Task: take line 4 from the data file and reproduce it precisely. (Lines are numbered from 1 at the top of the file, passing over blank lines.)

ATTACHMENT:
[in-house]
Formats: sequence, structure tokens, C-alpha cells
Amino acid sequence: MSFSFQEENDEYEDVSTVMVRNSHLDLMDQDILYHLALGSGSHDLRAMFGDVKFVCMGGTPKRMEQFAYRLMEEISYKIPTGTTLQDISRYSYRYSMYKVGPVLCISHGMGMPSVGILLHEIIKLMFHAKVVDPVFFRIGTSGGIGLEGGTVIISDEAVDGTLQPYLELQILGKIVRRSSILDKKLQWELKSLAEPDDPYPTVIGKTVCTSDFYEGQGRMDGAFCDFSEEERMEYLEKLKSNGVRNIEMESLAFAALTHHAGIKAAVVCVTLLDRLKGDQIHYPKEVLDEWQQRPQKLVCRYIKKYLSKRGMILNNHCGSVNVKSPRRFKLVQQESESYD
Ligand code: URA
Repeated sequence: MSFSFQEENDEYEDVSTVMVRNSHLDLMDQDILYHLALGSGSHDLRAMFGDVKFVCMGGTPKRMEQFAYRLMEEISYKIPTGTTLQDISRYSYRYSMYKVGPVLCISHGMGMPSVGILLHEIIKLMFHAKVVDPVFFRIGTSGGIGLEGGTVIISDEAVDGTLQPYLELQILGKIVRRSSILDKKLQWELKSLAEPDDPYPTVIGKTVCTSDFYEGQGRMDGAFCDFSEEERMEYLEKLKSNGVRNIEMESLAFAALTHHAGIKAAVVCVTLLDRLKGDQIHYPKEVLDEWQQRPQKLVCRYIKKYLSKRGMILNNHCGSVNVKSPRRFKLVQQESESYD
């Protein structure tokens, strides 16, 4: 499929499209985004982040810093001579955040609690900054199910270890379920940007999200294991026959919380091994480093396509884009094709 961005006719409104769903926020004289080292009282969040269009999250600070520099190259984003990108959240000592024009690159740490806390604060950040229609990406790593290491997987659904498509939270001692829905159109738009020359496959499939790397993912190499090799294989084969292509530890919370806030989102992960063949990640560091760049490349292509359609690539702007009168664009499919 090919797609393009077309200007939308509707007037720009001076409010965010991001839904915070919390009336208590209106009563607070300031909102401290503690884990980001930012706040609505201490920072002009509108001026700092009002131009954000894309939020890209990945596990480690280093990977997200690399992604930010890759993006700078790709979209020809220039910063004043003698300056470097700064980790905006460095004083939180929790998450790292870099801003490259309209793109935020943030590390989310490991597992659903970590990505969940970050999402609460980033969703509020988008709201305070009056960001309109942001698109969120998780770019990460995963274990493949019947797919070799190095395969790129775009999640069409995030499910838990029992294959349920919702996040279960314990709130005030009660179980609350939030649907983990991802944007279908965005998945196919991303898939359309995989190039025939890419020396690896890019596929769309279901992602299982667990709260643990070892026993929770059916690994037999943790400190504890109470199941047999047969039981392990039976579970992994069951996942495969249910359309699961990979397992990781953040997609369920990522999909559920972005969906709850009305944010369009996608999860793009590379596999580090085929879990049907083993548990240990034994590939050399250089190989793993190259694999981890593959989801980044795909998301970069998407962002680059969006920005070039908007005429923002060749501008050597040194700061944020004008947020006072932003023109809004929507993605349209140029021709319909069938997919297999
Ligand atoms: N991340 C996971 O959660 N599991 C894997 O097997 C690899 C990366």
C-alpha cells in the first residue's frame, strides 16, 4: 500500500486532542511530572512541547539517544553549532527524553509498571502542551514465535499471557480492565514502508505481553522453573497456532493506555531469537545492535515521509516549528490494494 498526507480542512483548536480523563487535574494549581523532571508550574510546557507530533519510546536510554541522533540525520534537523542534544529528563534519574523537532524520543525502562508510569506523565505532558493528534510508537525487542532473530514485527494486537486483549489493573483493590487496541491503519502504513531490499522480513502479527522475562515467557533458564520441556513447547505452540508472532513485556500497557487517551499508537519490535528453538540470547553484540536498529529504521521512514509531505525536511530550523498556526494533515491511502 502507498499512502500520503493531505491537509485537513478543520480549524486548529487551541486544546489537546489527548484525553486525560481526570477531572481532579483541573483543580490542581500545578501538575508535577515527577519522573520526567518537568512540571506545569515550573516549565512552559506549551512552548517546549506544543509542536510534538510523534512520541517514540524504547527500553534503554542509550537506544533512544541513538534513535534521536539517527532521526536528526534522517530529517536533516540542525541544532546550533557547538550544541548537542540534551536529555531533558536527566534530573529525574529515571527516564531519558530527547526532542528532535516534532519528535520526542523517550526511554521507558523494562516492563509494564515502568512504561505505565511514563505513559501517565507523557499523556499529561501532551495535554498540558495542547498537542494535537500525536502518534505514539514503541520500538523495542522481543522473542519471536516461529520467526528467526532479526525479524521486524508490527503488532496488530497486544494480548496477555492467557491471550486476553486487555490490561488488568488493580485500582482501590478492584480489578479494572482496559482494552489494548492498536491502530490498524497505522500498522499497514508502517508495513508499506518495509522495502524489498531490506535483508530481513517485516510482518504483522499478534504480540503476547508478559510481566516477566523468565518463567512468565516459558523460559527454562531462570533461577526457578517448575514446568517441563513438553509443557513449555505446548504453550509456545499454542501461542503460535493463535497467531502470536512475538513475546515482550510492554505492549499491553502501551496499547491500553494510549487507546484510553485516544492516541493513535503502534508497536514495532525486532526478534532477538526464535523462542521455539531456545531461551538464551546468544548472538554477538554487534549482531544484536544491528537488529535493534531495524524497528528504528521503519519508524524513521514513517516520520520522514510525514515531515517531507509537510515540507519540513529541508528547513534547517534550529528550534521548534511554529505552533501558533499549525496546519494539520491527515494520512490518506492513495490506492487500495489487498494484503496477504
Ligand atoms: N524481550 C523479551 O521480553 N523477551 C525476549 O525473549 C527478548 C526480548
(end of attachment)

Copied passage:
Ligand code: URA